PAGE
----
Sunil Kumar M

Sunil Kumar

Senior Science & Innovation Adviser

Part of Global Science and Innovation Network

11th April 2013 Bangalore, India

Understanding Indo-UK health regulations

Research between India and the UK is growing and joint research funding between both countries now exceeds £100 million. An important strand in this research co-operation is health and biopharma. But if this research is to become real-world treatments and medical products, regulations in both countries will come into play. Therefore, regulations which support collaboration, and well informed communities on both sides, are things we’re keen to support.

With that in mind, I led a delegation to the UK in March 2013 to understand the UK regulations and learn best practices. The group were keen to establish contacts with the UK regulators and play a part in future research engagements with both countries. The delegation comprised Dr. Monika Bahl who is the Director-Portfolio (Clinical) Management, CDSA, Ms. Sonia Gandhi, Programme Manager, BIRAC and Balram Sankaran, scientist from the Sree Chitra Tirunal Institute of Medical Sciences, which is well-known for its innovations in medical devices.

The cold, damp London weather did not deter our mission. Our first stop was at the Medicines and Healthcare Products Regulatory Agency (MHRA). In fact the MHRA is in India this week on a roadshow touring various cities. The MHRA is responsible for regulating all the medicines and medical devices, blood and blood products in the UK by ensuring they work and are acceptably safe.

What struck us was that it was generating its own funding unlike India’s CDSCO. There are clear, well defined processes at MHRA for each of the strands of the products that were being regulated including very strict deadlines for decision making. MHRA works with the EU through the European Medicines Agency (EMA) and their expert committees.  When it comes to medical devices, the MHRA also appoints notified independent private bodies who check and verify that manufacturers and devices meet relevant requirements.

Our next stop was at the Human Tissue Authority (HTA), a watchdog that licenses storage and use of human tissue for purposes such as research, patient treatment and teaching.  They regulate bone banks, eye banks, stem cell banks etc.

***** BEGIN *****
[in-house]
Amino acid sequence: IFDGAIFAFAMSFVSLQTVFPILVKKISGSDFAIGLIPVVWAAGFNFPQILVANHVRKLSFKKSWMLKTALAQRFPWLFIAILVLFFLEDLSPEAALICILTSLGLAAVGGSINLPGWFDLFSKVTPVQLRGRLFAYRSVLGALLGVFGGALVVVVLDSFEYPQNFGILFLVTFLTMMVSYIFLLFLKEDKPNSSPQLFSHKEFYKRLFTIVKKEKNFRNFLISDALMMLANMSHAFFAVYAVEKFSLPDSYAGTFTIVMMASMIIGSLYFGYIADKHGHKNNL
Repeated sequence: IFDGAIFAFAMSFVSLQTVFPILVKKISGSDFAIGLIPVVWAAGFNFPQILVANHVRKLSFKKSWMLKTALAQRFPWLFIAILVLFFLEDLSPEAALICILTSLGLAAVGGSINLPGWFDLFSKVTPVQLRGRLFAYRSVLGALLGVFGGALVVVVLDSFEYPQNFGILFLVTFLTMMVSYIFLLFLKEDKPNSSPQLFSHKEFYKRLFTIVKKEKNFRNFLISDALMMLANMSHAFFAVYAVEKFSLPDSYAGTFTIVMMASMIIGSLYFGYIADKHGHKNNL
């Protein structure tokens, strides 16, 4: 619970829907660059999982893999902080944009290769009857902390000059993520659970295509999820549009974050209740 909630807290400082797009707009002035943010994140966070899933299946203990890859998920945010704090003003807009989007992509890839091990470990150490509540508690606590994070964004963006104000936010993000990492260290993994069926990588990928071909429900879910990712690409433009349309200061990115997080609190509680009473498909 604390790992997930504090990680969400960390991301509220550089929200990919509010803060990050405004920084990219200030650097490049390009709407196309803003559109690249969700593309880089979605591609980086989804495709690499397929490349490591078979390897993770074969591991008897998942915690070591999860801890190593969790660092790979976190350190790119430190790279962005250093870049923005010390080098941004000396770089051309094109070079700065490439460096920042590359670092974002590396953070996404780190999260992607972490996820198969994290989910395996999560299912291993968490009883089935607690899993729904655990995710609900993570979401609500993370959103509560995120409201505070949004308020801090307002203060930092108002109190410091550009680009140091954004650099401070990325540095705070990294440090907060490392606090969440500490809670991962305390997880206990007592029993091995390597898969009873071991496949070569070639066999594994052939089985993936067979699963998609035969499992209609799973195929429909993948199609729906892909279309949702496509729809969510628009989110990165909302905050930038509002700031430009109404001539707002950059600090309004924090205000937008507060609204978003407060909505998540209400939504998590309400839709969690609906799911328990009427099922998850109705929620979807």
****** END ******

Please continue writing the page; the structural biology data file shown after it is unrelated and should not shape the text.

Next, at the EMA, it was our turn to share India’s regulations. Monika, assisted by Balram and Sonia, did a splendid job in presenting it and explaining questions raised by the EMA. EMA is responsible for the scientific evaluation of applications for European Union marketing authorisations for human and veterinary medicines. Most of the Agency’s scientific evaluation work is carried out by its scientific committees, which are made up of members from EU countries, as well as representatives of patient, consumer and healthcare-professional organisations.

Lastly we also visited the National Institute for Health and Care Excellence (NICE) which provides evidence based independent advice to the department of Health, NHS and social care practitioners leading to improvement in healthcare standards. A lot of NICE material is available free online on their website which any healthcare practitioner or provider can download for use.

More widely, there is a great deal of interest in Indo-UK collaboration across regulation and quality control of drugs and medical devices. And an agreement to work together through agencies such as the CDSCO, India, and the UK MHRA, UK, to encourage exchange of information, collaborative inspections, and technical cooperation.  Expect to hear more on this in my future blogs.

Overall, during the visit we were left with a feeling that making medicines and products safe and efficient is a humongous task and all countries need to pitch in their bit. We also wished that someone invented a device that could bring the Sun and its warmth out from the clouds whenever one wanted in the UK! But I think that much more difficult than the first!!

I’ll leave you with a comment from Balram Sankaran: “It was a good learning experience and a great opportunity to directly interact with the key people in UK’s regulatory system and to have face to face discussions. I am sure that this opportunity to interact will culminate in a long term professional partnership and interaction for evolving still better global regulatory practices.”

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About Sunil Kumar

Sunil leads on developing research collaborations in Advanced Engineering, Information and Communication Technologies and space. He has varied interests ranging from aerospace, environmental sciences, media to life-sciences. He has a…

Sunil leads on developing research collaborations in Advanced Engineering, Information and Communication Technologies and space. He has varied interests ranging from aerospace, environmental sciences, media to life-sciences. He has a MSc in Environmental Science and diplomas in Environmental Law and Mass Communication. Sunil has a work experience of 17 years. He started his career working on ant ecology at Indian Institute of Science. Later he worked on areas such as conservation practices, protected areas and water pollution at the Centre for Environment Education. He also worked as a journalist at Deccan Herald writing on science and environment. Sunil has also worked on knowledge management with an IT company. Prior to joining the Science and Innovation Network, Sunil worked with UK Trade and Investment as a lead officer for the aerospace sector. Sunil has authored two books and more than 200 popular articles.

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